Intellectuals and Cultural Trauma

  • Ron EyermanEmail author
Part of the Cultural Sociology book series (CULTSOC)


In this chapter, I contrast the intellectuals with both the intelligentsia and the professionals. I argue that the intellectual is best thought of as the performer of a social role that involves the articulation of ideas communicated to a broad audience. This claim implies two distinct ways of analyzing the intellectual. The first is to look at the way various social actors take on the task of articulating ideas in public discourses. The second is to study how particular persons aspire to be intellectuals, a role whose meaning they inherit as part of a tradition that must be interpreted and reinvented. Through an examination of six assassinations, I show how intellectuals can act as carrier groups during a cultural trauma, the public discourse in which the foundations of collective identity are brought up for reflection. I conclude with reflections on the changing nature and position of the intellectual in contemporary society in light of the prevalence of the media and the new digital age.


  1. Alexander, Jeffrey. 2004. Toward a Theory of Cultural Trauma. In Cultural Trauma and Collective Identity, ed. Jeffrey Alexander, Ronald Eyerman, Bernhard Giesen, Neil Smelser, and Piotr Sztompka. Berkeley: University of California Press.Google Scholar
  2. Alexander, Jeffrey. 2006. The Civil Sphere. Oxford: Oxford University Press.Google Scholar
  3. Alexander, Jeffrey, Ronald Eyerman, Bernhard Giesen, Neil Smelser, and Piotr Sztompka (eds.). 2004. Cultural Trauma and Collective Identity. Berkeley: University of California Press.Google Scholar
  4. Arendt, Hannah. 1953. The Human Condition. New York: Doubleday.Google Scholar
  5. Baert, Patrick, and Alan Shipman. 2011. Transforming the Intellectual. In The Politics of Knowledge, ed. Fernando Rubio Dominguez and Patrick Baert. London: Routledge.Google Scholar
  6. Dayan, Daniel, and Elihu Katz. 1992. Media Events. Cambridge, MA: Harvard University Press.Google Scholar
  7. Debray, Regis. 1981. Teachers, Writers, Celebrities. London: New Left Books.Google Scholar
  8. Diggens, John Patrick. 2003. The Changing Role of the Public Intellectual in American History. In The Public Intellectuali, ed. Richard M. Zinman, Jerry Weinberger, and Arthur M. Melzer. Lanham, MD: Rowman & Littlefield.Google Scholar
  9. Evans, Mary. 2009. Can Women Be Intellectuals? In Intellectuals and Their Publics, ed. Christian Fleck, Andreas Hess, and E. Stina Lyon. New York: Routledge.Google Scholar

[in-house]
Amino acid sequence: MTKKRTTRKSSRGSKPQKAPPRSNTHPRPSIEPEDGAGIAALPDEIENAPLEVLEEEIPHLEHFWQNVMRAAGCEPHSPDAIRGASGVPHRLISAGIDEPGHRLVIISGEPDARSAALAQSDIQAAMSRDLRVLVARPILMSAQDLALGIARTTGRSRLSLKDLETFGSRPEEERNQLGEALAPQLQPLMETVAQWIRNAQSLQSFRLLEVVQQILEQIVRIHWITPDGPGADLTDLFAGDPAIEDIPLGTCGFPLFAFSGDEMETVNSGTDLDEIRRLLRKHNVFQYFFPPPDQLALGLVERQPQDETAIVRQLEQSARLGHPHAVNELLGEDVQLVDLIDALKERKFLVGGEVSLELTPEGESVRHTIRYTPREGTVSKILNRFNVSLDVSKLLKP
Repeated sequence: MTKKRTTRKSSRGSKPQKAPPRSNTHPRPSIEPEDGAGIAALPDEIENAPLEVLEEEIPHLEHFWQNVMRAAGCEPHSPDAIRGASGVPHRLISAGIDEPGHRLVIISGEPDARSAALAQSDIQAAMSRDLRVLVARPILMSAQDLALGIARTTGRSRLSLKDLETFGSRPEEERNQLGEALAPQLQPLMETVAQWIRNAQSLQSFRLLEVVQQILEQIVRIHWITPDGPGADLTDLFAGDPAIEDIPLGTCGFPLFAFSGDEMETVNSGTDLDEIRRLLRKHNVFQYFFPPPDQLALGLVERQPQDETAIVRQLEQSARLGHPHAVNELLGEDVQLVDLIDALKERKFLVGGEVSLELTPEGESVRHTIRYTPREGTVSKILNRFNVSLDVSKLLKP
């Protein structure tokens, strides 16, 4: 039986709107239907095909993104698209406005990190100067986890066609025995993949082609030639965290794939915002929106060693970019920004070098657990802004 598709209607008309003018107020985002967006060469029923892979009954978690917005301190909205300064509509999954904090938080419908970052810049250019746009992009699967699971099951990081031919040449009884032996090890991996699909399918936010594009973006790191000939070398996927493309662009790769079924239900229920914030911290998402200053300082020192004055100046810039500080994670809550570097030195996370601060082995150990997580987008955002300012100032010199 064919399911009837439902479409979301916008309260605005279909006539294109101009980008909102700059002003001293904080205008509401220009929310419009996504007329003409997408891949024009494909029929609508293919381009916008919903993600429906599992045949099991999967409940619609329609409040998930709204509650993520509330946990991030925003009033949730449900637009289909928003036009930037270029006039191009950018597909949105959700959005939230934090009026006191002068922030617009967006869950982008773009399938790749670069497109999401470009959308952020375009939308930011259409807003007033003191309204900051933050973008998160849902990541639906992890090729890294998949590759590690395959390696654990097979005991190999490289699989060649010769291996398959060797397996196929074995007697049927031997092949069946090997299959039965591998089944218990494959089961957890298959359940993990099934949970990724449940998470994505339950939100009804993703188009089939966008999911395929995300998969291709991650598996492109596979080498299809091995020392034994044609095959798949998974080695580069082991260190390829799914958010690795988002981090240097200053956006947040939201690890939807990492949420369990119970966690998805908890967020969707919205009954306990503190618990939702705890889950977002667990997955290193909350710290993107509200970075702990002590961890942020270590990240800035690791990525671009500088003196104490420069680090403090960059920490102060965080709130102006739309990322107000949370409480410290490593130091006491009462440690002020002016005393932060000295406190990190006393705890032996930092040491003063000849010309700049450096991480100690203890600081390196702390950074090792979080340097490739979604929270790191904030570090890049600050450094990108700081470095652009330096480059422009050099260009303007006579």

10. Eyerman, Ronald. 1994. Between Culture and Politics: Intellectuals in Modern Society. Cambridge: Polity Press.Google Scholar
  11. Eyerman, Ronald. 2008. The Assassination of Theo van Gogh: From Social Drama to Cultural Trauma. Durham, NC: Duke University Press.CrossRefGoogle Scholar
  12. Eyerman, Ronald. 2011. The Cultural Sociology of Political Assassination New York: Palgrave Macmillan.Google Scholar
  13. Eyerman, Ronald, Jeffrey Alexander, and Elizabeth Breese (eds.). 2011. Narrating Trauma: On the Impact of Collective Suffering. Boulder, CO: Paradigm Publishers.Google Scholar
  14. Felman, Shoshana, and Thomas E. Donnelley. 2002. The Juridical Unconscious: Trials and Traumas in the Twentieth Century. Cambridge, MA: Harvard University Press.Google Scholar
  15. Gerstein, Linda. 1974. Ivanov-Razumnik: The Remembrance of Things Past. Canadian-American Slavic Studies 8 (4): 532–538.CrossRefGoogle Scholar
  16. Goldthorpe, John. 1982. On the Service Class, Its Formation and Future. In Social Class and the Division of Labour, ed. Anthony Giddens and Gavin Mackenzie. Cambridge: Cambridge University Press.Google Scholar
  17. Gouldner, Alvin. 1979. The Future of Intellectuals and the Rise of the New Class. New York: Seabury.Google Scholar
  18. Habermas, Jurgen. 1989. The Structural Transformation of the Public Sphere. Cambridge: Polity Press.Google Scholar
  19. Hofstadter, Richard. 1962. Anti-Intellectualism in American Lifei. New York: Vintage Books.Google Scholar
  20. Jacobs, Ronald, and Eleanor Townsley. 2004. Media Intellectuals and Public Sociology: The Case of Op-Eds in the New York Times. Paper Presented at the Annual Meeting of the American Sociological Association. Available at
  21. Konrad, Gyorgy, and Ivan Szelenyi. 1979. Intellectuals on the Road to Class Power. London: Harvester Press.Google Scholar
  22. Melzer, Arthur M., Jerry Weinberger, and M. Richard Zinman (eds.). 2003. The Public Intellectual. Lanham, MD: Rowman & Littlefield. Google Scholar
  23. Norton, Matthew. 2018. A Structural Hermeneutics of The O’Reilly Factor. Theory and Society 40 (3): 315–346.CrossRefGoogle Scholar
  24. Pantti, Mervi. 2005. Masculine Tears, Feminine Tears, and Crocodile Tears: Mourning Olof Palme and Anna Lindh in Finnish Newspapers. Journalism 6 (3): 357–377.CrossRefGoogle Scholar
  25. Pantti, Mervi, and Wieten Jan. 2005. Mourning Becomes the Nation: Television Coverage of the Murder of Pim Fortuyn. Journalism Studies 6 (3): 301–313.CrossRefGoogle Scholar
  26. Richard, Posner A. 2001. Public Intellectuals. Cambridge, MA: Harvard University Press.Google Scholar
  27. Sherman, G. 2010. Chasing Fox. New York Times, October 11.Google Scholar
  28. Smelser, Neil. 2004. Psychological Trauma and Cultural Trauma. In Cultural Trauma and Collective Identity, ed. Jeffrey Alexander, Ronald Eyerman, Bernhard Giesen, Neil Smelser, and Piotr Sztompka. Berkeley: University of California Press.Google Scholar
  29. Wald, Alan M. 1987. The New York Intellectuals: The Rise and Decline of the Anti-Stalinist Left from the 1930s to the 1980s. Chapel Hill: University of North Carolina Press.Google Scholar

Copyright information

© The Author(s) 2019

Authors and Affiliations

  1. 1.Yale UniversityNew HavenUSA

Personalised recommendations